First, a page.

“How cute” – this is what I thought when I saw the picture of the Pane Siciliano that would be the next bread in the BBA Challenge. A nice S-shape, lots of sesame seeds (feed me breads with sesame seeds and I’ll be happy), nice-looking crumb. Then I started reading the recipe and the description and stumbled on the term “semolina flour”. What the heck is semolina flour?
It’s not that I don’t know what semolina is. I used to live on semolina pudding (which might be comparable to Cream of Wheat, so I was told). But those semolina particles are kind of coarse and I would never think of calling that flour. OK, so then Peter Reinhart mentioned that it was possible to use pasta flour instead of semolina flour. That’s what I bought and I was surprised about the structure of the flour – it was totally different from regular bread flour: coarser, but not comparable to semolina at all. Anyway, to cut a long story short: I made the pâte fermentée, the next day I mixed it with bread flour (type 1050), pasta flour, salt, yeast, olive oil, honey and water, kneaded everything and let it rest for 2 hours. Then I divided it into 3 equal pieces, shaped them into loooooong baguettes, and coiled the dough pieces toward the center so they formed an S shape. I had a lot of fun doing that! I placed the S loaves on ONE sheet pan (I could not have fit more than 1 pan in the refrigerator) and stuck the pan in the fridge for an overnight rise – I should have known better! When I took them out the next day the loaves had grown together and there was no way, absolutely NO way I could separate them, so I just stuck them in the oven and baked them as directed.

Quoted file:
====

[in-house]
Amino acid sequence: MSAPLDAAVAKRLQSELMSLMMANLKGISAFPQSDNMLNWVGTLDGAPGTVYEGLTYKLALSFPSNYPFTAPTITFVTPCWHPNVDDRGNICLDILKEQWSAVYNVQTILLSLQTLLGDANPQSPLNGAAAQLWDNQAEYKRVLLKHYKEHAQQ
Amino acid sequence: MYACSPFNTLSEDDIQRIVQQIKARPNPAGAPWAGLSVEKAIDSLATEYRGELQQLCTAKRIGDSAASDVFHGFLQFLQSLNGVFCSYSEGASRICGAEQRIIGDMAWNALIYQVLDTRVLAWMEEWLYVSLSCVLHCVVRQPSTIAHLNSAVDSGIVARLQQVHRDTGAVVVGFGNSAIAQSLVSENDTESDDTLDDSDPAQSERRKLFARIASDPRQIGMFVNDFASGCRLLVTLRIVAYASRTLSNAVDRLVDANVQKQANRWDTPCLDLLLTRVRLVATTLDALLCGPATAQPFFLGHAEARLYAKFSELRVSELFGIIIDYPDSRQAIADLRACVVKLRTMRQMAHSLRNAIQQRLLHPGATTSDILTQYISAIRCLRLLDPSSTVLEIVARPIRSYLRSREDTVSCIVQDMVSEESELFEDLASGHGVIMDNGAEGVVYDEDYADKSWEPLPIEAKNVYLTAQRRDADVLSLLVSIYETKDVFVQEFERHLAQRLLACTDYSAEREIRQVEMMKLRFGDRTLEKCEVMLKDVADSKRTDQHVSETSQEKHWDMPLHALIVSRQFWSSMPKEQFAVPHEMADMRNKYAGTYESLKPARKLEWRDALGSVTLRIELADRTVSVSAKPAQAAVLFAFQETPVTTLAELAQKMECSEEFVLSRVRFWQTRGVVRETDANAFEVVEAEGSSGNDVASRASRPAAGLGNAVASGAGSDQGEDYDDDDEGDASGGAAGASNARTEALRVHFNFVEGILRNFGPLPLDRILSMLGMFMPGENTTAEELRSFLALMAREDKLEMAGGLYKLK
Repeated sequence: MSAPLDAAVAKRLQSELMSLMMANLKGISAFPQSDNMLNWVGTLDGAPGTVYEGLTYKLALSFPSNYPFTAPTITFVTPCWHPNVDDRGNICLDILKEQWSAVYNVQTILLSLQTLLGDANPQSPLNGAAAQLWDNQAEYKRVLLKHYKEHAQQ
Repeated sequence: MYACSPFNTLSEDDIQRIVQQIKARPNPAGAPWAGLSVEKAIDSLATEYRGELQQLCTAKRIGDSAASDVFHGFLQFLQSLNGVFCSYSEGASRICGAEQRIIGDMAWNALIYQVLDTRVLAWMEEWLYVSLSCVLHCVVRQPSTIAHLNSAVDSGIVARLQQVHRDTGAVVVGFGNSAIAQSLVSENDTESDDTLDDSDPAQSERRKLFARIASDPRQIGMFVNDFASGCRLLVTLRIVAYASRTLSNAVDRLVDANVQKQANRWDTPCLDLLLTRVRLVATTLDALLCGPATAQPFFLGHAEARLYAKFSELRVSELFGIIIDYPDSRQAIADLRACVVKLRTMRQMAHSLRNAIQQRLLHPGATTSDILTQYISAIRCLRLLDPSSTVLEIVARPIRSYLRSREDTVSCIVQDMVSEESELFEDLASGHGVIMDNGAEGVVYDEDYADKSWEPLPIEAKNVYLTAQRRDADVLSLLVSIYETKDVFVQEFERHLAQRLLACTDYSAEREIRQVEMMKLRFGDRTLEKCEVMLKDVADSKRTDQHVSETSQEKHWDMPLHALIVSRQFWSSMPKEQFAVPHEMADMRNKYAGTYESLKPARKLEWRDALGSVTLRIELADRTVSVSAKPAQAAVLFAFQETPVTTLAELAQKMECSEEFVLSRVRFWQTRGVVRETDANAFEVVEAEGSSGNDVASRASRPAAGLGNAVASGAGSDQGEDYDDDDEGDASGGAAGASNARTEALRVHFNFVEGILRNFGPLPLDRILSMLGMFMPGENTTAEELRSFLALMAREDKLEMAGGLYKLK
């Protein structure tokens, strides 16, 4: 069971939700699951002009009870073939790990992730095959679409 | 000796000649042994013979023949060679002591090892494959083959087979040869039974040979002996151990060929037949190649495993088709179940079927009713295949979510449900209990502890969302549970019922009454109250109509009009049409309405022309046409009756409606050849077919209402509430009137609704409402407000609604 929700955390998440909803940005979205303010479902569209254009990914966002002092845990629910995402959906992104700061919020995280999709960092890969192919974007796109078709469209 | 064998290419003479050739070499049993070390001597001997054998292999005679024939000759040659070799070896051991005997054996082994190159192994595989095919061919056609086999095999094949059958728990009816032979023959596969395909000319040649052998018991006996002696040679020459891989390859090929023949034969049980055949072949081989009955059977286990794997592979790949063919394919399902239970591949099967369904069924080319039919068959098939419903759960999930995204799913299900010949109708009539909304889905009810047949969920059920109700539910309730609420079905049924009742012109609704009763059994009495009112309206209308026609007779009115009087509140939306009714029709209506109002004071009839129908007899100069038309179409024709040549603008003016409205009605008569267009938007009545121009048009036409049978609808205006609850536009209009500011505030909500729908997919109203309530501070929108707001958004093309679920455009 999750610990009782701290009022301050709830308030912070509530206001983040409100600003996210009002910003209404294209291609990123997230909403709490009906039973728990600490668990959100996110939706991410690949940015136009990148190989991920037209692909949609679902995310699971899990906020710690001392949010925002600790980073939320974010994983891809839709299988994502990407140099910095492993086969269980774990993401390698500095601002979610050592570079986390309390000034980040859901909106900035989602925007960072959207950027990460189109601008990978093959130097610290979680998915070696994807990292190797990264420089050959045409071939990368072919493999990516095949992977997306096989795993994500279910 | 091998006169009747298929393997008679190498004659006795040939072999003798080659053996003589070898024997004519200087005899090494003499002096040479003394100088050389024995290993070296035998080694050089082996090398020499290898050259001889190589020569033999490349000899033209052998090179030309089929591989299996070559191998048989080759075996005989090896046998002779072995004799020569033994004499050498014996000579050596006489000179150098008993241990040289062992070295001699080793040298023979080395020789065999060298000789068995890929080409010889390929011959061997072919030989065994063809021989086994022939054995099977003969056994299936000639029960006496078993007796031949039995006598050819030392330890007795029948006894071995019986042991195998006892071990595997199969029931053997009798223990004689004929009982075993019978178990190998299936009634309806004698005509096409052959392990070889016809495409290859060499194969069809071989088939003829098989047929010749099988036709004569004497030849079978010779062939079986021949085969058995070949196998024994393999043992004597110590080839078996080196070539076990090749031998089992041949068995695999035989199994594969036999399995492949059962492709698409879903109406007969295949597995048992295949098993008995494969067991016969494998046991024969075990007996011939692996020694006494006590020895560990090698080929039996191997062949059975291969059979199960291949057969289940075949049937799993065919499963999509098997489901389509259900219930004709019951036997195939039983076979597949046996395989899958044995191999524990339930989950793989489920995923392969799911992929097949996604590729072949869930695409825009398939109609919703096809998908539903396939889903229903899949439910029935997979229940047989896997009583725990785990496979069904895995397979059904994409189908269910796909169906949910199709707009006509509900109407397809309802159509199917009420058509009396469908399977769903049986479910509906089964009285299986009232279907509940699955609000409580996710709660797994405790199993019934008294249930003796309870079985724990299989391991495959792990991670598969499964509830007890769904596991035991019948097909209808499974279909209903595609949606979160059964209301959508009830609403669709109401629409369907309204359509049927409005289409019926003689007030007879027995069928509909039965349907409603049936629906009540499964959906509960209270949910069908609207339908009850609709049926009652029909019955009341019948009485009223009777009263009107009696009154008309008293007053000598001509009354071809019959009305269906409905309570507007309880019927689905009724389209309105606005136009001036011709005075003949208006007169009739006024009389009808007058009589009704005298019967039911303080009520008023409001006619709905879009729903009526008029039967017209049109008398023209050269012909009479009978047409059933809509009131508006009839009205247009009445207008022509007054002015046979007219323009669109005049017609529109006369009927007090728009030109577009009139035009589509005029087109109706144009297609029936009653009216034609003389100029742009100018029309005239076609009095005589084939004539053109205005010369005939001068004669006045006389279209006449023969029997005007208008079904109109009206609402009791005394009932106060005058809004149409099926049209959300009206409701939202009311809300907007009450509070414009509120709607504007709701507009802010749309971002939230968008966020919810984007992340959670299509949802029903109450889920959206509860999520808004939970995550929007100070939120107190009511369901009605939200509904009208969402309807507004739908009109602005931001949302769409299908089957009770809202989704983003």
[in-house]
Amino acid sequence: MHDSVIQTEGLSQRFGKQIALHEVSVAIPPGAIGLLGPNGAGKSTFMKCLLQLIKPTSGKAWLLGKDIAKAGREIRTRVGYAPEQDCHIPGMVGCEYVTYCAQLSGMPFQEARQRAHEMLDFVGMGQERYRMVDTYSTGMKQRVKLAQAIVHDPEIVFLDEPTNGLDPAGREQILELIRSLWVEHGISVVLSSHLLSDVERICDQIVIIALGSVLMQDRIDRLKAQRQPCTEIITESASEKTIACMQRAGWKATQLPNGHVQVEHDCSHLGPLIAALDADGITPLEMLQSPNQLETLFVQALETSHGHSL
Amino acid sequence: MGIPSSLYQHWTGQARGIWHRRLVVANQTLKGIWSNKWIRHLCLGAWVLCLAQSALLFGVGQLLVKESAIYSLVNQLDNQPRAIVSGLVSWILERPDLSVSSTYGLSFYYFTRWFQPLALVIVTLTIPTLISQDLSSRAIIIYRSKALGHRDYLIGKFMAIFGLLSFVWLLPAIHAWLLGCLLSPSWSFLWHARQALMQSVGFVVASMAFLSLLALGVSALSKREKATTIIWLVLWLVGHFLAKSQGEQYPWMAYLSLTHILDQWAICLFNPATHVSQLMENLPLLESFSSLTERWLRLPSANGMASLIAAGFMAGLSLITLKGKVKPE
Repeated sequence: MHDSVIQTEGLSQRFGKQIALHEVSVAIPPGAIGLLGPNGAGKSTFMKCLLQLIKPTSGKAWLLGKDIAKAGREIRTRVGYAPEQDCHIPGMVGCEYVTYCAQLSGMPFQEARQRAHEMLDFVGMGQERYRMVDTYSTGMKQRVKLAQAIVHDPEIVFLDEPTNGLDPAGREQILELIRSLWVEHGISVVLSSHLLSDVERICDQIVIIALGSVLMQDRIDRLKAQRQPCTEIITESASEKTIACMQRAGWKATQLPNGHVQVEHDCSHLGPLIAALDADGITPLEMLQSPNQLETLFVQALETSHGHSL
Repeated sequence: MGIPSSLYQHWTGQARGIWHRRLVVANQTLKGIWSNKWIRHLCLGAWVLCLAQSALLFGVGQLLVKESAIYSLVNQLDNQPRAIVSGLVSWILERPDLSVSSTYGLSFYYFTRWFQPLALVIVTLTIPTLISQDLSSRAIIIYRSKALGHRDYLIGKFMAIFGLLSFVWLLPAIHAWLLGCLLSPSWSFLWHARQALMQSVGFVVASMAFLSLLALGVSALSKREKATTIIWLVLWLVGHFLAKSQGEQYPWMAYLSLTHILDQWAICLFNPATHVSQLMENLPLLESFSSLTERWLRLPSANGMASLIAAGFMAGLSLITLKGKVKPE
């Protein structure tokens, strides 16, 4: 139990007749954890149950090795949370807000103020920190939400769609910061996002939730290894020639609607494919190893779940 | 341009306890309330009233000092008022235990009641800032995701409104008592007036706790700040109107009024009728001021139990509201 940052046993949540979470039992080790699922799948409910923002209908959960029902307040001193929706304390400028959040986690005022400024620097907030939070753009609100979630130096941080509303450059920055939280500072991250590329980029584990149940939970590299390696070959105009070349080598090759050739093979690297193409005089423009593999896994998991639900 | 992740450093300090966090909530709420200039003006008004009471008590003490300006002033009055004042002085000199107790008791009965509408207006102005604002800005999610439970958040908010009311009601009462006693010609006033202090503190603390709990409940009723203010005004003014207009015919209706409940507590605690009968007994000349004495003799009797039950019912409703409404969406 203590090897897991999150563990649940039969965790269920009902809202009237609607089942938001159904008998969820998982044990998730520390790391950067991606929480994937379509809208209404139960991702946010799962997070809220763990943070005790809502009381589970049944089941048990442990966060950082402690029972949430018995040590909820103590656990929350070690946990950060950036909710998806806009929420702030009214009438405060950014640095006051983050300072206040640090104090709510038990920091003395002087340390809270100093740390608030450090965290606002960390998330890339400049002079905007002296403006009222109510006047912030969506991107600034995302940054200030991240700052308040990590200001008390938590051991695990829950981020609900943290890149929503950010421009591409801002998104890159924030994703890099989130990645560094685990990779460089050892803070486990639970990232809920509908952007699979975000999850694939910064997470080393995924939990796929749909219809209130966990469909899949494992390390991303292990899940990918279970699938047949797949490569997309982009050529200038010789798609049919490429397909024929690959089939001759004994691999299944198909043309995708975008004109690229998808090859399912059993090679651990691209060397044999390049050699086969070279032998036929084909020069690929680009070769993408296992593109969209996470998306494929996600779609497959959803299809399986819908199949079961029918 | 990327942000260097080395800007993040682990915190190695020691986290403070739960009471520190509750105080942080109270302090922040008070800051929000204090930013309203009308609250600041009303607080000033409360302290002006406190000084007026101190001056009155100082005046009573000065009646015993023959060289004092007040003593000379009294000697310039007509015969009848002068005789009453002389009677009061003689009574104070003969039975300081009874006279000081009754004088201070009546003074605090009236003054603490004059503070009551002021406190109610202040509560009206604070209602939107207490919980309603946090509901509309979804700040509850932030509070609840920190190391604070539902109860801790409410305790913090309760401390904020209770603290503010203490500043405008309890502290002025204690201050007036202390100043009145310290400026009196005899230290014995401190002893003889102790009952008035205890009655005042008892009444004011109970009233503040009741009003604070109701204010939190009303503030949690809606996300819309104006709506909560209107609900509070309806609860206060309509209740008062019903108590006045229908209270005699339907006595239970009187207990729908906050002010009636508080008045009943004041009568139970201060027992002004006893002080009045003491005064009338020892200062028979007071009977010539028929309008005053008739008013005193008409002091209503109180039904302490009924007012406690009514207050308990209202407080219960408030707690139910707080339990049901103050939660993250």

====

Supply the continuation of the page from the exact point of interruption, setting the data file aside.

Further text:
The result was a REALLY yummy, fluffy bread with a nice golden crust and a good crumb. The crumb didn’t have these big holes as shown in the book, but I ascribe this to the pasta flour that I used instead of the semolina flour.
I DEFINITELY will make this bread again, but next time I’ll use semolina flour. I’m such a blockhead – I’ve been owning a flour mill for 2 years now and didn’t even think of grinding semolina to get semolina flour! Duh! I also found a solution to the “in my refrigerator there is room for 1 pan only”-problem: Paul from the Yumarama Artisan Bread Blog placed all 3 loaves on 1 pan with extra parchment forming a wall between the loaves (see pictures below; I asked for his approval to use these pictures). This is a fantastic idea, I think!